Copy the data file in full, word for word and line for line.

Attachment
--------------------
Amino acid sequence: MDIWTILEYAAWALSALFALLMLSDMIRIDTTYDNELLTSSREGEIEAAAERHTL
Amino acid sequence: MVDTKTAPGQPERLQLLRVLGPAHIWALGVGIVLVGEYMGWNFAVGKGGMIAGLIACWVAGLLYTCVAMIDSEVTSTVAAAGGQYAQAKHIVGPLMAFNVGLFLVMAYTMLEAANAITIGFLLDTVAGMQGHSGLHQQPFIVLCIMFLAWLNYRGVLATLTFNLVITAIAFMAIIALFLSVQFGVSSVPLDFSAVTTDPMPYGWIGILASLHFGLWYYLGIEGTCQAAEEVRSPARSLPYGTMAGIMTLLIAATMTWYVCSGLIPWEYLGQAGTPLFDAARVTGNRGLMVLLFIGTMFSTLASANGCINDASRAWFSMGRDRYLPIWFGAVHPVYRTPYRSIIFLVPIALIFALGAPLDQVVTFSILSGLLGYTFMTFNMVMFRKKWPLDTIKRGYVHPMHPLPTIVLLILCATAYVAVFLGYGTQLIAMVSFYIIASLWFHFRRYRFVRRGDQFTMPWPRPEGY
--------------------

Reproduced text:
Amino acid sequence: MDIWTILEYAAWALSALFALLMLSDMIRIDTTYDNELLTSSREGEIEAAAERHTL
Amino acid sequence: MVDTKTAPGQPERLQLLRVLGPAHIWALGVGIVLVGEYMGWNFAVGKGGMIAGLIACWVAGLLYTCVAMIDSEVTSTVAAAGGQYAQAKHIVGPLMAFNVGLFLVMAYTMLEAANAITIGFLLDTVAGMQGHSGLHQQPFIVLCIMFLAWLNYRGVLATLTFNLVITAIAFMAIIALFLSVQFGVSSVPLDFSAVTTDPMPYGWIGILASLHFGLWYYLGIEGTCQAAEEVRSPARSLPYGTMAGIMTLLIAATMTWYVCSGLIPWEYLGQAGTPLFDAARVTGNRGLMVLLFIGTMFSTLASANGCINDASRAWFSMGRDRYLPIWFGAVHPVYRTPYRSIIFLVPIALIFALGAPLDQVVTFSILSGLLGYTFMTFNMVMFRKKWPLDTIKRGYVHPMHPLPTIVLLILCATAYVAVFLGYGTQLIAMVSFYIIASLWFHFRRYRFVRRGDQFTMPWPRPEGY